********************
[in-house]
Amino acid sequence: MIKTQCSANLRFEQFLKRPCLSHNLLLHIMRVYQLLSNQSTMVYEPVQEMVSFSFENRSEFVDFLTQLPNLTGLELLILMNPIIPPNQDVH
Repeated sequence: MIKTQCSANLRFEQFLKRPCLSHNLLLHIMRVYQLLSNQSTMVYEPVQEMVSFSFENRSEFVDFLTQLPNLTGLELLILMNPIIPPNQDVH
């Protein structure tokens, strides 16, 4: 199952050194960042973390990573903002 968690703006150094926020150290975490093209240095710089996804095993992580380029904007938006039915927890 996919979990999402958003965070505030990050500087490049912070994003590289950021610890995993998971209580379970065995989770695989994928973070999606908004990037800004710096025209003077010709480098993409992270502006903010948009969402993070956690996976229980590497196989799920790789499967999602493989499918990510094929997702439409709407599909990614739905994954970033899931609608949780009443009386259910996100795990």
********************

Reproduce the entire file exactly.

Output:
[in-house]
Amino acid sequence: MIKTQCSANLRFEQFLKRPCLSHNLLLHIMRVYQLLSNQSTMVYEPVQEMVSFSFENRSEFVDFLTQLPNLTGLELLILMNPIIPPNQDVH
Repeated sequence: MIKTQCSANLRFEQFLKRPCLSHNLLLHIMRVYQLLSNQSTMVYEPVQEMVSFSFENRSEFVDFLTQLPNLTGLELLILMNPIIPPNQDVH
């Protein structure tokens, strides 16, 4: 199952050194960042973390990573903002 968690703006150094926020150290975490093209240095710089996804095993992580380029904007938006039915927890 996919979990999402958003965070505030990050500087490049912070994003590289950021610890995993998971209580379970065995989770695989994928973070999606908004990037800004710096025209003077010709480098993409992270502006903010948009969402993070956690996976229980590497196989799920790789499967999602493989499918990510094929997702439409709407599909990614739905994954970033899931609608949780009443009386259910996100795990």